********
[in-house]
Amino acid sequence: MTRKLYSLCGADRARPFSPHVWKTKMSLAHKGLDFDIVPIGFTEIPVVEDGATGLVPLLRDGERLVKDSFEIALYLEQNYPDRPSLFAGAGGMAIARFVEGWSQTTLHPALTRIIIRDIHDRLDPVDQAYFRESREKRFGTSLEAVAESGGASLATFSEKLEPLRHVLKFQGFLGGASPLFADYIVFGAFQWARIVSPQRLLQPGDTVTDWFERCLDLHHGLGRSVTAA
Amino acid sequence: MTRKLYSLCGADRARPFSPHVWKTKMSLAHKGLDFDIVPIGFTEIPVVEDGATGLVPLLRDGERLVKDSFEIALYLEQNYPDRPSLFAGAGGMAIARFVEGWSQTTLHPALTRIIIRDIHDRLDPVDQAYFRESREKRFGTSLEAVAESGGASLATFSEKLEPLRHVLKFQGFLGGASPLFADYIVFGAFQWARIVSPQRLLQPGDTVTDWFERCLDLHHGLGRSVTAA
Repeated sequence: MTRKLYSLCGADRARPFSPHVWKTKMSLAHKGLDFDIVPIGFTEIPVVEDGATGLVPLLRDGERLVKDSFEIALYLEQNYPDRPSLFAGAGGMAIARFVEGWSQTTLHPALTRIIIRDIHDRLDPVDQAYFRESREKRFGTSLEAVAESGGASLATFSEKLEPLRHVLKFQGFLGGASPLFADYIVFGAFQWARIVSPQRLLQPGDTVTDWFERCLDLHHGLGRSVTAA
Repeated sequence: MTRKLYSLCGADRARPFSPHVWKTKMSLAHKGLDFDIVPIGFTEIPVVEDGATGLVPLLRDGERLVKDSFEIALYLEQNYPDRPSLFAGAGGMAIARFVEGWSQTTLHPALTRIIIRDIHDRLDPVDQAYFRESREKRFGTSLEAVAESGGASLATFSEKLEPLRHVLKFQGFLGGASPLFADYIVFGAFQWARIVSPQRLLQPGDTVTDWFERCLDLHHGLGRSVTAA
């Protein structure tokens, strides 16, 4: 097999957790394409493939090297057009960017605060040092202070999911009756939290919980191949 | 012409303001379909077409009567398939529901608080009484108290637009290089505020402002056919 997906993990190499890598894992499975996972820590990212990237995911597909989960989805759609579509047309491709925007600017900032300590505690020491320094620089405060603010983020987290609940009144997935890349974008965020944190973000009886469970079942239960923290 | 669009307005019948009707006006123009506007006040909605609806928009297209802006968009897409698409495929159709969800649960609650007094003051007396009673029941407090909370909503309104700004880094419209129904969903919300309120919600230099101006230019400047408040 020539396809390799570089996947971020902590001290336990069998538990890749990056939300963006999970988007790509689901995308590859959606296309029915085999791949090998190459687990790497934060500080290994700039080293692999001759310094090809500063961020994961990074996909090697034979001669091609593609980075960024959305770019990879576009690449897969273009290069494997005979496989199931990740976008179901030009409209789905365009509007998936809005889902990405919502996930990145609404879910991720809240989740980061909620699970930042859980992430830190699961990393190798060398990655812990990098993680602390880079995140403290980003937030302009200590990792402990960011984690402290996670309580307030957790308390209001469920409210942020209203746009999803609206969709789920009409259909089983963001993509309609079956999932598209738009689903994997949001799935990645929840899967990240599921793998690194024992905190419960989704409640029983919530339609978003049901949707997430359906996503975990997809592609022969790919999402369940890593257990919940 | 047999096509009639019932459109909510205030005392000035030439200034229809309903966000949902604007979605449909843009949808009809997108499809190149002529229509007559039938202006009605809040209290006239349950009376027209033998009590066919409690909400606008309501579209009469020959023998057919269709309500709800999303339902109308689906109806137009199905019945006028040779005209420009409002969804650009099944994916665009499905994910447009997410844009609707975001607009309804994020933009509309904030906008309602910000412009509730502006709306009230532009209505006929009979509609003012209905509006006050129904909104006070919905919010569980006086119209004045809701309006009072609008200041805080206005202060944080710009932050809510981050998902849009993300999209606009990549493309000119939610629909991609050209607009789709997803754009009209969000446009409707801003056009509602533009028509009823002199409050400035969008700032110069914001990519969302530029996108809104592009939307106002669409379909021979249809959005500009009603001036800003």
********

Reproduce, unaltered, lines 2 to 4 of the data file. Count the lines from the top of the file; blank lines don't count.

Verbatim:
Amino acid sequence: MTRKLYSLCGADRARPFSPHVWKTKMSLAHKGLDFDIVPIGFTEIPVVEDGATGLVPLLRDGERLVKDSFEIALYLEQNYPDRPSLFAGAGGMAIARFVEGWSQTTLHPALTRIIIRDIHDRLDPVDQAYFRESREKRFGTSLEAVAESGGASLATFSEKLEPLRHVLKFQGFLGGASPLFADYIVFGAFQWARIVSPQRLLQPGDTVTDWFERCLDLHHGLGRSVTAA
Amino acid sequence: MTRKLYSLCGADRARPFSPHVWKTKMSLAHKGLDFDIVPIGFTEIPVVEDGATGLVPLLRDGERLVKDSFEIALYLEQNYPDRPSLFAGAGGMAIARFVEGWSQTTLHPALTRIIIRDIHDRLDPVDQAYFRESREKRFGTSLEAVAESGGASLATFSEKLEPLRHVLKFQGFLGGASPLFADYIVFGAFQWARIVSPQRLLQPGDTVTDWFERCLDLHHGLGRSVTAA
Repeated sequence: MTRKLYSLCGADRARPFSPHVWKTKMSLAHKGLDFDIVPIGFTEIPVVEDGATGLVPLLRDGERLVKDSFEIALYLEQNYPDRPSLFAGAGGMAIARFVEGWSQTTLHPALTRIIIRDIHDRLDPVDQAYFRESREKRFGTSLEAVAESGGASLATFSEKLEPLRHVLKFQGFLGGASPLFADYIVFGAFQWARIVSPQRLLQPGDTVTDWFERCLDLHHGLGRSVTAA